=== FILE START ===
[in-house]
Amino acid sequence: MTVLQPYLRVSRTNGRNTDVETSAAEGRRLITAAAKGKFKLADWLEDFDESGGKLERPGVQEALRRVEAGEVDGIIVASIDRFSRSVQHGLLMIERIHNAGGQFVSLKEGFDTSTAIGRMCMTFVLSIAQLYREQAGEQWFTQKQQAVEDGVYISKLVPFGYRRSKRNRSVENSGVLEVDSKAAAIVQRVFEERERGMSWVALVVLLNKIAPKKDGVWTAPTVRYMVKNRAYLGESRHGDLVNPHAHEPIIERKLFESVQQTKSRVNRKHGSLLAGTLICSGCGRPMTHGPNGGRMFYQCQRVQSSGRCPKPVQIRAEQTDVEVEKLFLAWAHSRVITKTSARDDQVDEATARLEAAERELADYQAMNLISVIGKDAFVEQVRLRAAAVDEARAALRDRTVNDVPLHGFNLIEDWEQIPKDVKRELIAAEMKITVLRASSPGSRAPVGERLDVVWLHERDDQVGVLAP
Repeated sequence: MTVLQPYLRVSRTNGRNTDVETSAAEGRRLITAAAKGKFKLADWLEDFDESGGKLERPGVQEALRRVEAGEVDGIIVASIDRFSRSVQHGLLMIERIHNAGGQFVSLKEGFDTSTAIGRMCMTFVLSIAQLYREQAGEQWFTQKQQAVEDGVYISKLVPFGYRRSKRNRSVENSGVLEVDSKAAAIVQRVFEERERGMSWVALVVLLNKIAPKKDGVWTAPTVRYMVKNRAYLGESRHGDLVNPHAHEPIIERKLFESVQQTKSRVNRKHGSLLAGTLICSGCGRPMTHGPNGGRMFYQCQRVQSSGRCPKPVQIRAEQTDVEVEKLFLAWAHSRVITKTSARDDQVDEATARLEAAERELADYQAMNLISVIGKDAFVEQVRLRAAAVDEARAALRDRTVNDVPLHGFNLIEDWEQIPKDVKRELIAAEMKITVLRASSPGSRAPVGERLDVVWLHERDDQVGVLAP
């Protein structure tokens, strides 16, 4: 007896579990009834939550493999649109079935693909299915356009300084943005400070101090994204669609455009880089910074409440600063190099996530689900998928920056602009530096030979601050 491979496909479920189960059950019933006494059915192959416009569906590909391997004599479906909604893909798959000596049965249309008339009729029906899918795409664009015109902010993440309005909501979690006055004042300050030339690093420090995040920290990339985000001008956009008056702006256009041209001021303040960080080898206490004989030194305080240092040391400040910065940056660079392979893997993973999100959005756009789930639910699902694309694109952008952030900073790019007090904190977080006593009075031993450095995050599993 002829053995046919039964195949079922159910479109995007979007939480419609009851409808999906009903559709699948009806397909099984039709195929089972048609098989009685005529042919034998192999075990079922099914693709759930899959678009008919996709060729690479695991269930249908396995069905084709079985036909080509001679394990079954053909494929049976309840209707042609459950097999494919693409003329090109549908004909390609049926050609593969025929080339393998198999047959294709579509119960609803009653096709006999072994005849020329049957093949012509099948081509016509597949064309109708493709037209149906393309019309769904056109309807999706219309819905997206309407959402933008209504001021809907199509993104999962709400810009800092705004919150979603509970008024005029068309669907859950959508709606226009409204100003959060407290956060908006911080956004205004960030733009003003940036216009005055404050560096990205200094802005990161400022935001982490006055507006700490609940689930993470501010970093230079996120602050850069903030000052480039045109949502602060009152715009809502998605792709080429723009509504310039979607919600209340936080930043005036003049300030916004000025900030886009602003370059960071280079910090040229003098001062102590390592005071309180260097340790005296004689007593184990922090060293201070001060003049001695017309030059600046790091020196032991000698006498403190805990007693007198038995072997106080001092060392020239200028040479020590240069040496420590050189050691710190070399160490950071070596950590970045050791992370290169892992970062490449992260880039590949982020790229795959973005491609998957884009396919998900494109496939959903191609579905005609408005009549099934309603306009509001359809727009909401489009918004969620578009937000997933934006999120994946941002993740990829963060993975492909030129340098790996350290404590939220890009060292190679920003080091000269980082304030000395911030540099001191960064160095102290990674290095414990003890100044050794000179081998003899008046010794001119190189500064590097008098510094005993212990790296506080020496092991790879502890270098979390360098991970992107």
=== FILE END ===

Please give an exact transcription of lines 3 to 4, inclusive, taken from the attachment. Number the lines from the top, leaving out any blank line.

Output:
Repeated sequence: MTVLQPYLRVSRTNGRNTDVETSAAEGRRLITAAAKGKFKLADWLEDFDESGGKLERPGVQEALRRVEAGEVDGIIVASIDRFSRSVQHGLLMIERIHNAGGQFVSLKEGFDTSTAIGRMCMTFVLSIAQLYREQAGEQWFTQKQQAVEDGVYISKLVPFGYRRSKRNRSVENSGVLEVDSKAAAIVQRVFEERERGMSWVALVVLLNKIAPKKDGVWTAPTVRYMVKNRAYLGESRHGDLVNPHAHEPIIERKLFESVQQTKSRVNRKHGSLLAGTLICSGCGRPMTHGPNGGRMFYQCQRVQSSGRCPKPVQIRAEQTDVEVEKLFLAWAHSRVITKTSARDDQVDEATARLEAAERELADYQAMNLISVIGKDAFVEQVRLRAAAVDEARAALRDRTVNDVPLHGFNLIEDWEQIPKDVKRELIAAEMKITVLRASSPGSRAPVGERLDVVWLHERDDQVGVLAP
């Protein structure tokens, strides 16, 4: 007896579990009834939550493999649109079935693909299915356009300084943005400070101090994204669609455009880089910074409440600063190099996530689900998928920056602009530096030979601050 491979496909479920189960059950019933006494059915192959416009569906590909391997004599479906909604893909798959000596049965249309008339009729029906899918795409664009015109902010993440309005909501979690006055004042300050030339690093420090995040920290990339985000001008956009008056702006256009041209001021303040960080080898206490004989030194305080240092040391400040910065940056660079392979893997993973999100959005756009789930639910699902694309694109952008952030900073790019007090904190977080006593009075031993450095995050599993 002829053995046919039964195949079922159910479109995007979007939480419609009851409808999906009903559709699948009806397909099984039709195929089972048609098989009685005529042919034998192999075990079922099914693709759930899959678009008919996709060729690479695991269930249908396995069905084709079985036909080509001679394990079954053909494929049976309840209707042609459950097999494919693409003329090109549908004909390609049926050609593969025929080339393998198999047959294709579509119960609803009653096709006999072994005849020329049957093949012509099948081509016509597949064309109708493709037209149906393309019309769904056109309807999706219309819905997206309407959402933008209504001021809907199509993104999962709400810009800092705004919150979603509970008024005029068309669907859950959508709606226009409204100003959060407290956060908006911080956004205004960030733009003003940036216009005055404050560096990205200094802005990161400022935001982490006055507006700490609940689930993470501010970093230079996120602050850069903030000052480039045109949502602060009152715009809502998605792709080429723009509504310039979607919600209340936080930043005036003049300030916004000025900030886009602003370059960071280079910090040229003098001062102590390592005071309180260097340790005296004689007593184990922090060293201070001060003049001695017309030059600046790091020196032991000698006498403190805990007693007198038995072997106080001092060392020239200028040479020590240069040496420590050189050691710190070399160490950071070596950590970045050791992370290169892992970062490449992260880039590949982020790229795959973005491609998957884009396919998900494109496939959903191609579905005609408005009549099934309603306009509001359809727009909401489009918004969620578009937000997933934006999120994946941002993740990829963060993975492909030129340098790996350290404590939220890009060292190679920003080091000269980082304030000395911030540099001191960064160095102290990674290095414990003890100044050794000179081998003899008046010794001119190189500064590097008098510094005993212990790296506080020496092991790879502890270098979390360098991970992107």